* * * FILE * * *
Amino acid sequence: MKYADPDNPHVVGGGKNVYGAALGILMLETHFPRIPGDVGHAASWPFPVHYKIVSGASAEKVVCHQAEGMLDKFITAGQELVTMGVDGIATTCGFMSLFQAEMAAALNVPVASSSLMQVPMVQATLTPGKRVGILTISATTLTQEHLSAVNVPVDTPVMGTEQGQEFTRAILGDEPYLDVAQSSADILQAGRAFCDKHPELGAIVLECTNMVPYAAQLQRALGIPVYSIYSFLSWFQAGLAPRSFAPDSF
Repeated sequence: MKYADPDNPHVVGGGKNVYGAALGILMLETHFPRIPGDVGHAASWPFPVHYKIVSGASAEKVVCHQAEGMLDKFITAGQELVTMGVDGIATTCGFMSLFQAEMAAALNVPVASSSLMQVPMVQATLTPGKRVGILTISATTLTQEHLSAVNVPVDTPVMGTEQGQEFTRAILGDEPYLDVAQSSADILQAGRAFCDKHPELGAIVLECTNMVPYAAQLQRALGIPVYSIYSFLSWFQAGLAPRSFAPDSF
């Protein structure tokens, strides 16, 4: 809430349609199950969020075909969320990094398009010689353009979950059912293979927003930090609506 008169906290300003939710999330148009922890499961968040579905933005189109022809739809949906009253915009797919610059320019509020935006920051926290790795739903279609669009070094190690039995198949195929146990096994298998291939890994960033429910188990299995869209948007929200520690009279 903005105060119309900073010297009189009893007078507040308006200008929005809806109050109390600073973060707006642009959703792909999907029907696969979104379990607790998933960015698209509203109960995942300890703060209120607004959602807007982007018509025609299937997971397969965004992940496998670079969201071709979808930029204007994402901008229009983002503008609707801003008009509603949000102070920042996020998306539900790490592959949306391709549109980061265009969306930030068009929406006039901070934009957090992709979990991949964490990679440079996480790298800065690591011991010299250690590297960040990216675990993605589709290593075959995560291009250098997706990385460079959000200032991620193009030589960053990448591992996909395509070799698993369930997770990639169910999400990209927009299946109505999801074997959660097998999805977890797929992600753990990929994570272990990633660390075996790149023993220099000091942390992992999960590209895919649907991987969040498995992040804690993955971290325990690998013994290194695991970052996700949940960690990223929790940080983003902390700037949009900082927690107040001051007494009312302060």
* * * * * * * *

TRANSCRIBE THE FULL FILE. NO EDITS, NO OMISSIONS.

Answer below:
Amino acid sequence: MKYADPDNPHVVGGGKNVYGAALGILMLETHFPRIPGDVGHAASWPFPVHYKIVSGASAEKVVCHQAEGMLDKFITAGQELVTMGVDGIATTCGFMSLFQAEMAAALNVPVASSSLMQVPMVQATLTPGKRVGILTISATTLTQEHLSAVNVPVDTPVMGTEQGQEFTRAILGDEPYLDVAQSSADILQAGRAFCDKHPELGAIVLECTNMVPYAAQLQRALGIPVYSIYSFLSWFQAGLAPRSFAPDSF
Repeated sequence: MKYADPDNPHVVGGGKNVYGAALGILMLETHFPRIPGDVGHAASWPFPVHYKIVSGASAEKVVCHQAEGMLDKFITAGQELVTMGVDGIATTCGFMSLFQAEMAAALNVPVASSSLMQVPMVQATLTPGKRVGILTISATTLTQEHLSAVNVPVDTPVMGTEQGQEFTRAILGDEPYLDVAQSSADILQAGRAFCDKHPELGAIVLECTNMVPYAAQLQRALGIPVYSIYSFLSWFQAGLAPRSFAPDSF
């Protein structure tokens, strides 16, 4: 809430349609199950969020075909969320990094398009010689353009979950059912293979927003930090609506 008169906290300003939710999330148009922890499961968040579905933005189109022809739809949906009253915009797919610059320019509020935006920051926290790795739903279609669009070094190690039995198949195929146990096994298998291939890994960033429910188990299995869209948007929200520690009279 903005105060119309900073010297009189009893007078507040308006200008929005809806109050109390600073973060707006642009959703792909999907029907696969979104379990607790998933960015698209509203109960995942300890703060209120607004959602807007982007018509025609299937997971397969965004992940496998670079969201071709979808930029204007994402901008229009983002503008609707801003008009509603949000102070920042996020998306539900790490592959949306391709549109980061265009969306930030068009929406006039901070934009957090992709979990991949964490990679440079996480790298800065690591011991010299250690590297960040990216675990993605589709290593075959995560291009250098997706990385460079959000200032991620193009030589960053990448591992996909395509070799698993369930997770990639169910999400990209927009299946109505999801074997959660097998999805977890797929992600753990990929994570272990990633660390075996790149023993220099000091942390992992999960590209895919649907991987969040498995992040804690993955971290325990690998013994290194695991970052996700949940960690990223929790940080983003902390700037949009900082927690107040001051007494009312302060």